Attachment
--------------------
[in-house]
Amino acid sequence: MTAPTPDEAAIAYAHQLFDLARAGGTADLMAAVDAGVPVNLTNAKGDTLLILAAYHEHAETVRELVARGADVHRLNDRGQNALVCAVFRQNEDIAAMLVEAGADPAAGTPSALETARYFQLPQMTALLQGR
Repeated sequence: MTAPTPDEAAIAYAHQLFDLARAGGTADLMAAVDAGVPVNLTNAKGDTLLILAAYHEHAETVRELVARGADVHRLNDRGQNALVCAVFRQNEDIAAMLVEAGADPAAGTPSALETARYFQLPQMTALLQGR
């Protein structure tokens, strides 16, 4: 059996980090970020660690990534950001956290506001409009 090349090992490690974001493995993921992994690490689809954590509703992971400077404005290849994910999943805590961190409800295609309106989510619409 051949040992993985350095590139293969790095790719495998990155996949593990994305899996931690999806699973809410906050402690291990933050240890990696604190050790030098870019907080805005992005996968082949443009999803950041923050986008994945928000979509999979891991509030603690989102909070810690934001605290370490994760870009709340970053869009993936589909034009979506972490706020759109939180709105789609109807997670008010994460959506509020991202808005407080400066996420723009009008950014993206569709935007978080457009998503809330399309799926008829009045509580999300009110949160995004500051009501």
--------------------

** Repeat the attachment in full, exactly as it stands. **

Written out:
[in-house]
Amino acid sequence: MTAPTPDEAAIAYAHQLFDLARAGGTADLMAAVDAGVPVNLTNAKGDTLLILAAYHEHAETVRELVARGADVHRLNDRGQNALVCAVFRQNEDIAAMLVEAGADPAAGTPSALETARYFQLPQMTALLQGR
Repeated sequence: MTAPTPDEAAIAYAHQLFDLARAGGTADLMAAVDAGVPVNLTNAKGDTLLILAAYHEHAETVRELVARGADVHRLNDRGQNALVCAVFRQNEDIAAMLVEAGADPAAGTPSALETARYFQLPQMTALLQGR
């Protein structure tokens, strides 16, 4: 059996980090970020660690990534950001956290506001409009 090349090992490690974001493995993921992994690490689809954590509703992971400077404005290849994910999943805590961190409800295609309106989510619409 051949040992993985350095590139293969790095790719495998990155996949593990994305899996931690999806699973809410906050402690291990933050240890990696604190050790030098870019907080805005992005996968082949443009999803950041923050986008994945928000979509999979891991509030603690989102909070810690934001605290370490994760870009709340970053869009993936589909034009979506972490706020759109939180709105789609109807997670008010994460959506509020991202808005407080400066996420723009009008950014993206569709935007978080457009998503809330399309799926008829009045509580999300009110949160995004500051009501």